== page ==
In just over a week Vermont Yankee nuclear power plant is set to close. It means the end of a long-running debate over the plant and nuclear energy in the Green Mountain State, but it could also mean the start of some economic challenges for the area surrounding the plant, including parts of New Hampshire's Monadnock Region.
Paul Miller is executive editor of the Keene Sentinel, which has been reporting on the economic effects of the shutdown. He joined All Things Considered for a look at the economic picture after the shutdown begins.
The immediate impact is job cuts.
I think there's about a couple hundred [workers] that live in New Hampshire, but keep in mind that some of the downsizing that is expected to occur has been taking place. There are people who took retirement, I believe; there are some people who opted out to take other jobs in the industry earlier than the plant shutdown time. And the whole tri-state region - it's a significant number of jobs, and it's not just the loss of those jobs, but to my view, it's the spending from all those employees that is really going to have an impact or is really going to cause some jeopardy for everybody. These are high-wage employees, they make a good wage, and it's a different kind of consumer.
There was a report in 2012 that looked at what the regional economic picture might look like if Vermont Yankee was going to close. They talked about the effects on subsidiary businesses and the amount of spending going into the local economy, and then also things like property tax rates, housing vacancies and the skilled workforce. These are all ongoing problems in this part of the country as it is. What have officials been talking about on this side of the border in trying to deal with, and maybe even head off, those effects?
The question is, have they been talking, really. We hold edit board interviews with local and state - and even national - elected officials, and we raise the matter of this little nuclear power plant on the western shores of the Connecticut River, but we don't get much in the way of response or much in the way of informed, enlightenment. When Vermont Yankee closed down, Governor Hassan was quick to issue a statement on the shutdown and put together a working group to outline some goals, but - and while I confess I haven't checked in recently - I think it's also noteworthy that the goals that this group outlined, or that she outlined, did not include addressing the economic impact of the plant shutdown. Those communities in our region, Chesterfield, Hinsdale - this has to be top of mind, because there is that trickle-down effect. Our economy's going to be affected. School enrollments are going to be affected. Population, which we know in this state is in decline, is going to be affected, and now we have to find out the extent to which all that happens.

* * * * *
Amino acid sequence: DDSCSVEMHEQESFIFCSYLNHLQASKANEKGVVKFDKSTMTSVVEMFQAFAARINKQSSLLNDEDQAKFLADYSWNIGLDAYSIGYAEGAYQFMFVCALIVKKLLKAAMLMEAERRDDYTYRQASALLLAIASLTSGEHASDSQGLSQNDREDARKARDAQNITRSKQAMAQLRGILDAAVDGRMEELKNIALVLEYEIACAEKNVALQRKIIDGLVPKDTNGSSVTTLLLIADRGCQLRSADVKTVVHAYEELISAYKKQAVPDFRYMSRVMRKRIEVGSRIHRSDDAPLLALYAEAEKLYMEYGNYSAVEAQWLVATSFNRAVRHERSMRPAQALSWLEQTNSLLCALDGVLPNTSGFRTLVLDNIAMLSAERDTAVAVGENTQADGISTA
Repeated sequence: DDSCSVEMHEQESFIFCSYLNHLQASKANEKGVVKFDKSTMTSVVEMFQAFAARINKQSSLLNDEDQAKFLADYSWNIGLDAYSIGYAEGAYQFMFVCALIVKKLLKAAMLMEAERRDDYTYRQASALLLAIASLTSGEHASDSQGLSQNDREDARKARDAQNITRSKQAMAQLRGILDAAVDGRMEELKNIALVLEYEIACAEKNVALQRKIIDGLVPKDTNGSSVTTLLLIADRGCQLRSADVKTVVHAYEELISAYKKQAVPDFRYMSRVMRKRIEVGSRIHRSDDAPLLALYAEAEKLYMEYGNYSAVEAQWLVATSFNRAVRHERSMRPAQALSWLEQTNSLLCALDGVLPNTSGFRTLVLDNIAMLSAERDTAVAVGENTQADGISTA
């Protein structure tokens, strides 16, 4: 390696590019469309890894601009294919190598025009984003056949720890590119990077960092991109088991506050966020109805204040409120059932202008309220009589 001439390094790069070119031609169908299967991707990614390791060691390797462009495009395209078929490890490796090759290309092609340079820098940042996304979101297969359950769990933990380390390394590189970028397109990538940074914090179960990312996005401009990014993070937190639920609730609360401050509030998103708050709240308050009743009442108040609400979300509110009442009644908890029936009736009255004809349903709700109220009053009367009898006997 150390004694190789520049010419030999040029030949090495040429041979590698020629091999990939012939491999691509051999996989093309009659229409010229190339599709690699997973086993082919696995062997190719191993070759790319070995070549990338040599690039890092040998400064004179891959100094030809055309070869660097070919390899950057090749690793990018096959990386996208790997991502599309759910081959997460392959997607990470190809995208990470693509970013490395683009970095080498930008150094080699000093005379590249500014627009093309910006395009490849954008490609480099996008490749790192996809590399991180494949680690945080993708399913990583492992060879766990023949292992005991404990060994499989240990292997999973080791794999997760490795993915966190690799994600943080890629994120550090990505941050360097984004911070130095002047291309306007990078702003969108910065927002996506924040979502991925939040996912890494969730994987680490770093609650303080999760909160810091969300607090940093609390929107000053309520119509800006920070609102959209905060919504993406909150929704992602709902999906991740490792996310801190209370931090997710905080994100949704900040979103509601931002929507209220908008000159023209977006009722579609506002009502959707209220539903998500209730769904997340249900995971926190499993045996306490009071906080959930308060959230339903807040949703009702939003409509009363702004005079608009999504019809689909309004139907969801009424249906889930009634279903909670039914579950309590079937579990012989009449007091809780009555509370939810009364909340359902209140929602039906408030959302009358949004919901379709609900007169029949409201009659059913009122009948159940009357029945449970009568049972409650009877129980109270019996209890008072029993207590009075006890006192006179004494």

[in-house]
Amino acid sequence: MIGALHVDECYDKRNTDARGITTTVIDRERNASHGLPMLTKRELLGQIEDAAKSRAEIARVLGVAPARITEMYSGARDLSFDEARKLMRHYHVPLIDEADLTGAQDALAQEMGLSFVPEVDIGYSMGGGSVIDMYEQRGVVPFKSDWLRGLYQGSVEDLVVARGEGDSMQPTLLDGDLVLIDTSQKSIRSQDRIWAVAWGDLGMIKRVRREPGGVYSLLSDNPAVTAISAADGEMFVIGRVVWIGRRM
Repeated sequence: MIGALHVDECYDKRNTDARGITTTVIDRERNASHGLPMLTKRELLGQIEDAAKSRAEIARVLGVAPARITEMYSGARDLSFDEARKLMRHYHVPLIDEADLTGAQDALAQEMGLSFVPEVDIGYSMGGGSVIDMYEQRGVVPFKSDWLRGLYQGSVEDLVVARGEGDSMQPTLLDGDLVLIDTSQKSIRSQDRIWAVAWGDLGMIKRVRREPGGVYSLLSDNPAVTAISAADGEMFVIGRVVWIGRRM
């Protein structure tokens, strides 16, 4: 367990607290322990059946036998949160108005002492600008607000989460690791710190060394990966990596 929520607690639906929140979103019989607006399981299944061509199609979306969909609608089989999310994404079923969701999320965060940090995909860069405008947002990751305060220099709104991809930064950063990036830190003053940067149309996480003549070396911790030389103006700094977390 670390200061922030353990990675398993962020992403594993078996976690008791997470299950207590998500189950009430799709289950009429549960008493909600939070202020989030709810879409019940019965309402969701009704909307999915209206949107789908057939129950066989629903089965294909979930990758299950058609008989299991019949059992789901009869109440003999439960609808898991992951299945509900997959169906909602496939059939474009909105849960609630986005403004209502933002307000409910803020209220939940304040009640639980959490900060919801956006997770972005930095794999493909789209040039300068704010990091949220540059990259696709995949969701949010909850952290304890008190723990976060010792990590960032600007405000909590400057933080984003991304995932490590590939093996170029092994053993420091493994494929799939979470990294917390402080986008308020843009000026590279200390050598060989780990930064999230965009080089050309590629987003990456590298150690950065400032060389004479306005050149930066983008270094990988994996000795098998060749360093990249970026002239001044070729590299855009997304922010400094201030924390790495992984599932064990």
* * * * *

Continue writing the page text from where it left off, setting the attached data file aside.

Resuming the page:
Is it possible that the discussions around those issues might pick up for local and regional officials, or might they say the effects will be so gradual that it doesn't have to be addressed immediately?
That would be my fear, the fact that this shutdown is going to be a gradual, phased-in process, achieved over potentially decades, may cause us not to have that focus that I think we need. I think because we're on the other side of the river we don't have the direct tax base implications that towns like Vernon and Brattleboro and other places in Vermont have. But it does affect us, and it's not just from the safety standpoint. It's from an economic standpoint.
One of the things we did when we were looking for context when news came that Vermont Yankee was going to shut down is, we sent a reporter down to Roe, Mass., to take a look at the nuclear power plant that was shut down and decommissioned. And they're still feeling the effects economically from the closing of that plant, even though part of it remains open to protect the waste storage site. There are small businesses in this little town that say they'll never be the same, they haven't been the same since it closed down. So to think that you would not be affected is probably a little reckless. I hope that we'll begin to have some public forums and discussions in the way that they've done on the other side in Vermont, that helps us look at this in a smart way and plan for it and be ready for the outcomes. Because I think they stand to be considerable.